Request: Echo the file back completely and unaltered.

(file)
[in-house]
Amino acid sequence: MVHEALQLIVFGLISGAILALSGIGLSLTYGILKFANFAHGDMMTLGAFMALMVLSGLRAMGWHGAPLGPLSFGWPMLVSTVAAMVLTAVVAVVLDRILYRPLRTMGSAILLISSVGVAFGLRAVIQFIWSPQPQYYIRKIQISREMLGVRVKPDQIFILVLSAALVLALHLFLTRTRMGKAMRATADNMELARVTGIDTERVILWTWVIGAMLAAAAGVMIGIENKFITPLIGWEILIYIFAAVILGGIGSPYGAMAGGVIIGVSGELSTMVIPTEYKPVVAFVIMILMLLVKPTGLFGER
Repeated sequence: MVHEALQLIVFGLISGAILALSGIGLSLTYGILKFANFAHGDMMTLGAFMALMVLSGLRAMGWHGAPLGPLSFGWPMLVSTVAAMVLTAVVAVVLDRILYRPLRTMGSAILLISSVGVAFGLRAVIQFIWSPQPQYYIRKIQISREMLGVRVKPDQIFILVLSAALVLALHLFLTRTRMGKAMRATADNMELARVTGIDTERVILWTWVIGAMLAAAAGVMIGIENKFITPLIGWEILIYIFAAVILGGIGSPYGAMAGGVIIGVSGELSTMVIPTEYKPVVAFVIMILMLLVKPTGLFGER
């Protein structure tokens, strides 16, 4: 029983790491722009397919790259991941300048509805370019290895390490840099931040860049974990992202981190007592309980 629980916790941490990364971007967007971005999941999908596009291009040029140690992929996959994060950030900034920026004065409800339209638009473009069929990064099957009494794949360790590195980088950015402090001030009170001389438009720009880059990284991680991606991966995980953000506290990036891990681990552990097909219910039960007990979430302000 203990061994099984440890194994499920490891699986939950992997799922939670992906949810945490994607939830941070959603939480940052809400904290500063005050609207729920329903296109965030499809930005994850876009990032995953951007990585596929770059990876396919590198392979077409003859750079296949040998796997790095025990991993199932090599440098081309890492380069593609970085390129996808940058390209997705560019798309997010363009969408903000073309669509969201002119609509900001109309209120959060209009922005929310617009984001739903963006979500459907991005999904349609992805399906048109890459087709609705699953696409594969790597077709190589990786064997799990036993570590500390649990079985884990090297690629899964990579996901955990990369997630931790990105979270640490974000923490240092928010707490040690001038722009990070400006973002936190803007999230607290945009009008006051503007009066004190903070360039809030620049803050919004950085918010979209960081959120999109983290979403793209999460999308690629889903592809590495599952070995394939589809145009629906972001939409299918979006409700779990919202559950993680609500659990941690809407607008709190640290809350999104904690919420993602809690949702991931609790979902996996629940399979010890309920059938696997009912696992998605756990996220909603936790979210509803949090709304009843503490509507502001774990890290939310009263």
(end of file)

[in-house]
Amino acid sequence: MVHEALQLIVFGLISGAILALSGIGLSLTYGILKFANFAHGDMMTLGAFMALMVLSGLRAMGWHGAPLGPLSFGWPMLVSTVAAMVLTAVVAVVLDRILYRPLRTMGSAILLISSVGVAFGLRAVIQFIWSPQPQYYIRKIQISREMLGVRVKPDQIFILVLSAALVLALHLFLTRTRMGKAMRATADNMELARVTGIDTERVILWTWVIGAMLAAAAGVMIGIENKFITPLIGWEILIYIFAAVILGGIGSPYGAMAGGVIIGVSGELSTMVIPTEYKPVVAFVIMILMLLVKPTGLFGER
Repeated sequence: MVHEALQLIVFGLISGAILALSGIGLSLTYGILKFANFAHGDMMTLGAFMALMVLSGLRAMGWHGAPLGPLSFGWPMLVSTVAAMVLTAVVAVVLDRILYRPLRTMGSAILLISSVGVAFGLRAVIQFIWSPQPQYYIRKIQISREMLGVRVKPDQIFILVLSAALVLALHLFLTRTRMGKAMRATADNMELARVTGIDTERVILWTWVIGAMLAAAAGVMIGIENKFITPLIGWEILIYIFAAVILGGIGSPYGAMAGGVIIGVSGELSTMVIPTEYKPVVAFVIMILMLLVKPTGLFGER
């Protein structure tokens, strides 16, 4: 029983790491722009397919790259991941300048509805370019290895390490840099931040860049974990992202981190007592309980 629980916790941490990364971007967007971005999941999908596009291009040029140690992929996959994060950030900034920026004065409800339209638009473009069929990064099957009494794949360790590195980088950015402090001030009170001389438009720009880059990284991680991606991966995980953000506290990036891990681990552990097909219910039960007990979430302000 203990061994099984440890194994499920490891699986939950992997799922939670992906949810945490994607939830941070959603939480940052809400904290500063005050609207729920329903296109965030499809930005994850876009990032995953951007990585596929770059990876396919590198392979077409003859750079296949040998796997790095025990991993199932090599440098081309890492380069593609970085390129996808940058390209997705560019798309997010363009969408903000073309669509969201002119609509900001109309209120959060209009922005929310617009984001739903963006979500459907991005999904349609992805399906048109890459087709609705699953696409594969790597077709190589990786064997799990036993570590500390649990079985884990090297690629899964990579996901955990990369997630931790990105979270640490974000923490240092928010707490040690001038722009990070400006973002936190803007999230607290945009009008006051503007009066004190903070360039809030620049803050919004950085918010979209960081959120999109983290979403793209999460999308690629889903592809590495599952070995394939589809145009629906972001939409299918979006409700779990919202559950993680609500659990941690809407607008709190640290809350999104904690919420993602809690949702991931609790979902996996629940399979010890309920059938696997009912696992998605756990996220909603936790979210509803949090709304009843503490509507502001774990890290939310009263």